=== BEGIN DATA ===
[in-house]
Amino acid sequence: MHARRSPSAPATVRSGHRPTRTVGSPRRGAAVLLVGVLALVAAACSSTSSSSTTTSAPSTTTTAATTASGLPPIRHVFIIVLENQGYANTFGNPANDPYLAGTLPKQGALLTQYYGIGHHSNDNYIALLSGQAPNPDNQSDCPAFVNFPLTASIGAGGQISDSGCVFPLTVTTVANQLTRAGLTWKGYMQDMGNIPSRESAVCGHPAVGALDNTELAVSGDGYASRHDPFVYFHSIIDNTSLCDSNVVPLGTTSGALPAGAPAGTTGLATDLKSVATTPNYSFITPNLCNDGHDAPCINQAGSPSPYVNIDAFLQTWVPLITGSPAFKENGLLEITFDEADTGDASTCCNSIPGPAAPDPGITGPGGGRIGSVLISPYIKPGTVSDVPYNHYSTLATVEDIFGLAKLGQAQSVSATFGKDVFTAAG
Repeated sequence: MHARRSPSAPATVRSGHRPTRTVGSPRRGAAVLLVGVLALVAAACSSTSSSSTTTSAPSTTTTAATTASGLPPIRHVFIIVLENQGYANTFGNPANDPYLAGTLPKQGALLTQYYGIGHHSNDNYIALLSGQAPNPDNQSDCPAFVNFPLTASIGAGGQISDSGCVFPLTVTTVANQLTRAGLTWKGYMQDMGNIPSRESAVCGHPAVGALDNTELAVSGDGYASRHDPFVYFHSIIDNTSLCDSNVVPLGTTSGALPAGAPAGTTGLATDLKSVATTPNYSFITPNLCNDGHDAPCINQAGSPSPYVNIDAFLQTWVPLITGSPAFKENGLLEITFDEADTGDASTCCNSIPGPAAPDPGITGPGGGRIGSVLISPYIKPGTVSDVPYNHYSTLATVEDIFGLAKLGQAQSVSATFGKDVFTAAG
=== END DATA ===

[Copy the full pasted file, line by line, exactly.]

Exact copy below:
[in-house]
Amino acid sequence: MHARRSPSAPATVRSGHRPTRTVGSPRRGAAVLLVGVLALVAAACSSTSSSSTTTSAPSTTTTAATTASGLPPIRHVFIIVLENQGYANTFGNPANDPYLAGTLPKQGALLTQYYGIGHHSNDNYIALLSGQAPNPDNQSDCPAFVNFPLTASIGAGGQISDSGCVFPLTVTTVANQLTRAGLTWKGYMQDMGNIPSRESAVCGHPAVGALDNTELAVSGDGYASRHDPFVYFHSIIDNTSLCDSNVVPLGTTSGALPAGAPAGTTGLATDLKSVATTPNYSFITPNLCNDGHDAPCINQAGSPSPYVNIDAFLQTWVPLITGSPAFKENGLLEITFDEADTGDASTCCNSIPGPAAPDPGITGPGGGRIGSVLISPYIKPGTVSDVPYNHYSTLATVEDIFGLAKLGQAQSVSATFGKDVFTAAG
Repeated sequence: MHARRSPSAPATVRSGHRPTRTVGSPRRGAAVLLVGVLALVAAACSSTSSSSTTTSAPSTTTTAATTASGLPPIRHVFIIVLENQGYANTFGNPANDPYLAGTLPKQGALLTQYYGIGHHSNDNYIALLSGQAPNPDNQSDCPAFVNFPLTASIGAGGQISDSGCVFPLTVTTVANQLTRAGLTWKGYMQDMGNIPSRESAVCGHPAVGALDNTELAVSGDGYASRHDPFVYFHSIIDNTSLCDSNVVPLGTTSGALPAGAPAGTTGLATDLKSVATTPNYSFITPNLCNDGHDAPCINQAGSPSPYVNIDAFLQTWVPLITGSPAFKENGLLEITFDEADTGDASTCCNSIPGPAAPDPGITGPGGGRIGSVLISPYIKPGTVSDVPYNHYSTLATVEDIFGLAKLGQAQSVSATFGKDVFTAAG